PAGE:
K4s numbers 612, 1985, 5405, 5481 and 5484 were converted with 15" piston valves, higher steam domes and circulators, and front-end throttles.
There are only two surviving K4s class locomotives. Number 3750 is on display at the Railroad Museum of Pennsylvania in Strasburg. Number 1361 was set to be restored to operation by the Railroaders Memorial Museum in Altoona through the restoration shop at Steamtown National Historic Site. However, due to the difficulty of overseeing the work, Altoona has halted the restoration until their restoration shop is completed. As of 2008, 1361 is sitting in pieces in a corner of Steamtown's roundhouse. In 2010, the Railroaders Memorial Museum announced that the restoration was to be canceled, and the engine, when it arrives at the museum, would be reassembled and receive only a cosmetic restoration. At that time, most of the restoration was completed save for that of the boiler and other components, so it is possible that the museum may resume the restoration to operating condition in the future.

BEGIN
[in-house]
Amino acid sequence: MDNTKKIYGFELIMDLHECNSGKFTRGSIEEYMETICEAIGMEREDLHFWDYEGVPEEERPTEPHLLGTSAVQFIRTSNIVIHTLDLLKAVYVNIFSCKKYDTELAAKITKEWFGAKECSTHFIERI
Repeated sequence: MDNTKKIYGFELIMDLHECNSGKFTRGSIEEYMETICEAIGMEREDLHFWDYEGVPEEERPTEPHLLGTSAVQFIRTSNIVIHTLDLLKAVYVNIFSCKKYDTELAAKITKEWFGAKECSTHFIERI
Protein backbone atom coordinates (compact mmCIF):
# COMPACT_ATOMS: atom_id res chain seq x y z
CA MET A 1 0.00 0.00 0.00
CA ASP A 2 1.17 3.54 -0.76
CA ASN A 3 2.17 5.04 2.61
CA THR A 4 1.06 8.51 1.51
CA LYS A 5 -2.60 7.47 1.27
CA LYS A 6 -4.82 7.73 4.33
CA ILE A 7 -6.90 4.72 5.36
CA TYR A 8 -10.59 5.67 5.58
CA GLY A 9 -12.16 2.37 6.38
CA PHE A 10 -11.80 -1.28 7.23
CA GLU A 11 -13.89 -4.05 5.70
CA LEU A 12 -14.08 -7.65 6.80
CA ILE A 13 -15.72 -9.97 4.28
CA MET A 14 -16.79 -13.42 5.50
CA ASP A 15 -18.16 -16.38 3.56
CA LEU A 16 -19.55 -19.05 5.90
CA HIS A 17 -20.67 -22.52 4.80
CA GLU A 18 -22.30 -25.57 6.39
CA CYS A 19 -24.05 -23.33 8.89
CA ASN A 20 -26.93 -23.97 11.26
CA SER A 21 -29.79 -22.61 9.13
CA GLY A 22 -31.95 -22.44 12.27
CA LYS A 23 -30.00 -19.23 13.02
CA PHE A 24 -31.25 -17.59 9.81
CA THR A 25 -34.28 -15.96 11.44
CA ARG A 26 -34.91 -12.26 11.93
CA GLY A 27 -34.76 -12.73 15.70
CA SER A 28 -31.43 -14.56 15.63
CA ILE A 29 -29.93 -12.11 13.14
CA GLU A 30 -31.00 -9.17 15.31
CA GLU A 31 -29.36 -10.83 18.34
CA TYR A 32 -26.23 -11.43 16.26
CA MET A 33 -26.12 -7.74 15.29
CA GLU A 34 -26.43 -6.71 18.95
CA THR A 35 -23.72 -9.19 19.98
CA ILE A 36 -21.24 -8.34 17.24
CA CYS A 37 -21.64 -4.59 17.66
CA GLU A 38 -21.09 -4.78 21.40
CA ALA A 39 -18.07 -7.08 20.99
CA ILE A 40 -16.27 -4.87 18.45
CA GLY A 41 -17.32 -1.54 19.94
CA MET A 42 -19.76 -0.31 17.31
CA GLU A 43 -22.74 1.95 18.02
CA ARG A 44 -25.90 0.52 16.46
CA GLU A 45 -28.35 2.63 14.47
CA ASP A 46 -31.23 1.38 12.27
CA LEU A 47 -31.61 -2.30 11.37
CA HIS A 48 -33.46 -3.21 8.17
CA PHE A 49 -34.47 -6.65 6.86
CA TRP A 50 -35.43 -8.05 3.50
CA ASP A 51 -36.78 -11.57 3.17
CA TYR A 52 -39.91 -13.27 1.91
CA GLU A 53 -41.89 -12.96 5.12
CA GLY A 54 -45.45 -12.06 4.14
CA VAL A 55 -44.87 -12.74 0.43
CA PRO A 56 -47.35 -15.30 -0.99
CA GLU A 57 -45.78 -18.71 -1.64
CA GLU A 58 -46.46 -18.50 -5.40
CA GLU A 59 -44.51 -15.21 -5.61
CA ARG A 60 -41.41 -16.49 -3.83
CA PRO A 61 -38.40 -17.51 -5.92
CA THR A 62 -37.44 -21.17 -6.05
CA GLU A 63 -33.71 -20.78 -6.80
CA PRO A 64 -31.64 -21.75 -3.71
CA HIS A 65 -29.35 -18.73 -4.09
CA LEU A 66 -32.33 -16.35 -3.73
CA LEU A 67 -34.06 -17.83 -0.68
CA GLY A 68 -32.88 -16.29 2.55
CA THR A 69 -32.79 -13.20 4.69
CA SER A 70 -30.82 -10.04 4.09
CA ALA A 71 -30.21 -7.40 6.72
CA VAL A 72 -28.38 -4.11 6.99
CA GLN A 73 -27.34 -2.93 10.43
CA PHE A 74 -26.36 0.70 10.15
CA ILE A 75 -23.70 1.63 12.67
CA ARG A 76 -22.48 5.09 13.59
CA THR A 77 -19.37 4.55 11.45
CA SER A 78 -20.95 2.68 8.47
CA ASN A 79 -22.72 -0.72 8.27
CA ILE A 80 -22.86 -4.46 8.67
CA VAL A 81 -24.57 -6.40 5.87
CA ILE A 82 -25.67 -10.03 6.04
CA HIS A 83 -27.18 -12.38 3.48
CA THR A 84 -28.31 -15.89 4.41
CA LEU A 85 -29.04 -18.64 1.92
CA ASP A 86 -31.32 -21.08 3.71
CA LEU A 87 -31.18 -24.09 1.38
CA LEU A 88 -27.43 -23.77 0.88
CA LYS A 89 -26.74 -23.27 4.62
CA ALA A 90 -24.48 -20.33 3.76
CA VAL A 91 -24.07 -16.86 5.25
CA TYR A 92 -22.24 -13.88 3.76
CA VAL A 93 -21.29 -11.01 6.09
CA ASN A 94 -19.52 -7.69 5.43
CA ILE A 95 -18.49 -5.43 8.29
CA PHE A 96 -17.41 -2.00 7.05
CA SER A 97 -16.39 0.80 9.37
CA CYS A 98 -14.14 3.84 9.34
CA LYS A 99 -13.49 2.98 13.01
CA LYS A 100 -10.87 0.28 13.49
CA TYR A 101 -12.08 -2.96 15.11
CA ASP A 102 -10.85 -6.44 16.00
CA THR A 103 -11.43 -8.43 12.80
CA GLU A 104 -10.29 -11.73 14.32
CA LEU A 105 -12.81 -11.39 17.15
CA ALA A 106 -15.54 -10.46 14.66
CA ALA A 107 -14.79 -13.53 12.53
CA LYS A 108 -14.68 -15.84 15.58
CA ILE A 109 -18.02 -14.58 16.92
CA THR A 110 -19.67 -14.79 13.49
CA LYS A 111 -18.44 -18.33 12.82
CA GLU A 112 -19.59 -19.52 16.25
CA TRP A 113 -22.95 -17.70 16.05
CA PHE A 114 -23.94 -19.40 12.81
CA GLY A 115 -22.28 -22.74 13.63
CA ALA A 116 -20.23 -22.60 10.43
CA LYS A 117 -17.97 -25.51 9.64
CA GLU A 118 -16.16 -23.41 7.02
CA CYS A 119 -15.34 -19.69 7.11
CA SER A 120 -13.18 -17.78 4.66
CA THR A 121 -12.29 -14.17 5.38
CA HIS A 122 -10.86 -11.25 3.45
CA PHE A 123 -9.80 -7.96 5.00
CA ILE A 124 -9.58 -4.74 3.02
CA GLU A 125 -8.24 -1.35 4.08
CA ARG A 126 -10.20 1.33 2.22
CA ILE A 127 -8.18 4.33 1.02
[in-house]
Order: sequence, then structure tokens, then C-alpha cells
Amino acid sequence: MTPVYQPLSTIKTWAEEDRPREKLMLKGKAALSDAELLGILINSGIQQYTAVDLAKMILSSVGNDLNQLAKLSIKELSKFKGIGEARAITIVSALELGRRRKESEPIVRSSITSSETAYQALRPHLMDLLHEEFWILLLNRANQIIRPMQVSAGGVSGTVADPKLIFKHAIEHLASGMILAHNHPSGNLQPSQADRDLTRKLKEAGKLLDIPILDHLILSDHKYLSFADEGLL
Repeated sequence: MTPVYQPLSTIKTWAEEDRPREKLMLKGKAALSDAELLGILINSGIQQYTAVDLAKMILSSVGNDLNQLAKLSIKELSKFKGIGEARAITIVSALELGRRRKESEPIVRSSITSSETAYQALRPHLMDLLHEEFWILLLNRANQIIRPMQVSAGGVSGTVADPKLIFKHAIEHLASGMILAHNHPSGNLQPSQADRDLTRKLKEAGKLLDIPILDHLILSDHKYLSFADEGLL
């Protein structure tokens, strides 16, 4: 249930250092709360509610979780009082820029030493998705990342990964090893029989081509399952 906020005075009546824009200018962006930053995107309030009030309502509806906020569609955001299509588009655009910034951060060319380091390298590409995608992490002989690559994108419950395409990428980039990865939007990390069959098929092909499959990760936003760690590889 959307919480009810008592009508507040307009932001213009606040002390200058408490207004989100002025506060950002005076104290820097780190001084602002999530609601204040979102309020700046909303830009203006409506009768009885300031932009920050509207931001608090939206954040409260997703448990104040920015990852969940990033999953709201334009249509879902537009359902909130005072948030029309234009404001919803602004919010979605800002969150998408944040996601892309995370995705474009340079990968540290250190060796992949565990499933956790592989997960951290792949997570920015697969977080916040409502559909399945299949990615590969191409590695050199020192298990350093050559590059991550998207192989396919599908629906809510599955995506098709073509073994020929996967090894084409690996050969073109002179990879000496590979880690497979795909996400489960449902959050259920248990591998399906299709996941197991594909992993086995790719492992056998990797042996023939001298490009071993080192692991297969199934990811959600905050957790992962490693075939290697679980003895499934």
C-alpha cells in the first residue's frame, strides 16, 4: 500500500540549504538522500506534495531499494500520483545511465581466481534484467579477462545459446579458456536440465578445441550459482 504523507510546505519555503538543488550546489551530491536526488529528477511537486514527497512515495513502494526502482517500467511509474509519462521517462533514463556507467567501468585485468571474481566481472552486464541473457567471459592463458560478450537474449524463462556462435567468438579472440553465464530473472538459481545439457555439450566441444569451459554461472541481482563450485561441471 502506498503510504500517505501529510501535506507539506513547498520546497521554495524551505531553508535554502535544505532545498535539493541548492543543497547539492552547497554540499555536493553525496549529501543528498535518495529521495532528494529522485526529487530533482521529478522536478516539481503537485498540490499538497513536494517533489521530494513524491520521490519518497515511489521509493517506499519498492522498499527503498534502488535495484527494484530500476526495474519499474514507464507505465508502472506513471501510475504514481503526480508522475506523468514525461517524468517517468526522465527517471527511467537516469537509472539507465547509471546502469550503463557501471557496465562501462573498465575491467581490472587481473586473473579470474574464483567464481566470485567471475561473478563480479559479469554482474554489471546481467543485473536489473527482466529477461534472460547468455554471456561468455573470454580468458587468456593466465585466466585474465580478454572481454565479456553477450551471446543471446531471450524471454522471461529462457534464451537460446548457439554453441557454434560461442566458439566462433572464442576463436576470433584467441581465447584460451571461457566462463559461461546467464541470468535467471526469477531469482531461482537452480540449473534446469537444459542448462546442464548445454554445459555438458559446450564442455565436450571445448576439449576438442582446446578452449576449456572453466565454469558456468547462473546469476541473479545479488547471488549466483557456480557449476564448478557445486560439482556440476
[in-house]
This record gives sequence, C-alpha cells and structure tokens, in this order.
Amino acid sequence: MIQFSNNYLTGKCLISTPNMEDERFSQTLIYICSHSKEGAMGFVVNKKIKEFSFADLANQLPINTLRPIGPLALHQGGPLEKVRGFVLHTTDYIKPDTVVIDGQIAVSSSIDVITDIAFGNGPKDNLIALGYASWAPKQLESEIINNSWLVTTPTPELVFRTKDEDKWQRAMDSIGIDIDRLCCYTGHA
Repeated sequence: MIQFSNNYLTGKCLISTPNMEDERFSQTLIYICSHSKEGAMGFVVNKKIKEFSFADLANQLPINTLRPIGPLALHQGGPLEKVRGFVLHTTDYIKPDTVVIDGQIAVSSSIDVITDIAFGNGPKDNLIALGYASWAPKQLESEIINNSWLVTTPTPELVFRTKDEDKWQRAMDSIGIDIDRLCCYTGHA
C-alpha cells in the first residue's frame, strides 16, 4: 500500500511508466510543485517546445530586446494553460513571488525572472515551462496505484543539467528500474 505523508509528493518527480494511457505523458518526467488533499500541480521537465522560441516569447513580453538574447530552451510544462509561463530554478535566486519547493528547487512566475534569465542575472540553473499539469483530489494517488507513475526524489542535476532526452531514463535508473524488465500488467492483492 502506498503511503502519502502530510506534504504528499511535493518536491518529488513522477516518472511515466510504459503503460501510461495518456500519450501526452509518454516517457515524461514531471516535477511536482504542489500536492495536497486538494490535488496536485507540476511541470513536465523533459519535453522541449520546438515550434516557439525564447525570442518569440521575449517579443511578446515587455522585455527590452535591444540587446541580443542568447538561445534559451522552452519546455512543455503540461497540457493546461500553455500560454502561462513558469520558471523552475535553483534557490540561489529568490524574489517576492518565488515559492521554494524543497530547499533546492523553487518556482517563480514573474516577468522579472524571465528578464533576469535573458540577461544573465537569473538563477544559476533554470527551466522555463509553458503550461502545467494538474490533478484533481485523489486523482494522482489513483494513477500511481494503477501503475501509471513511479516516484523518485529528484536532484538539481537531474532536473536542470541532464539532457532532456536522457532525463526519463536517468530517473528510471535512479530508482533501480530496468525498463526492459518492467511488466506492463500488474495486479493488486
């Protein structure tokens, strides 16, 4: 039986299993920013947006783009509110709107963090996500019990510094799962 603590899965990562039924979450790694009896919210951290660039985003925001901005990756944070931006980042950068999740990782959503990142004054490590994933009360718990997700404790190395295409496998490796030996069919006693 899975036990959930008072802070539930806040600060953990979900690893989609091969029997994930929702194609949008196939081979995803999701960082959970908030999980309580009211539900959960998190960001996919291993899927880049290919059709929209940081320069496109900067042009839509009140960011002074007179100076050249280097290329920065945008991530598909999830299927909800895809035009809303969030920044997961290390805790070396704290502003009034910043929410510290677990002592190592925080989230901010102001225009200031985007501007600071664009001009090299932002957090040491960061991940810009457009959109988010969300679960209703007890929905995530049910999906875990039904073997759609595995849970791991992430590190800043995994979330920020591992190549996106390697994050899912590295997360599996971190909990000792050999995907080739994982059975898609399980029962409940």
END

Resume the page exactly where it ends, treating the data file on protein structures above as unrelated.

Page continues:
Despite the publication in the paper, museum personnel have stated though the cosmetic restoration idea was discussed, it is still museum intention to restore the engine to operating status. With the announcement of NS restarting its own steam program, there also exists, at least a little hope, of a future with a K4 under steam on the high iron.
- The Thomas and Friends character Hank is based on the K4.
- The Pennsylvania Railroad Pacifics at SteamLocomotive.com.
- PRR Steam Roster Pt6 - Class K.
- K4s - All of them! by Gary Mittner.
- Digital PRR K4 for N3V Trainz Simulator By Bill Klene & Steve Lerro
|Wikimedia Commons has media related to Pennsylvania Railroad K4s.|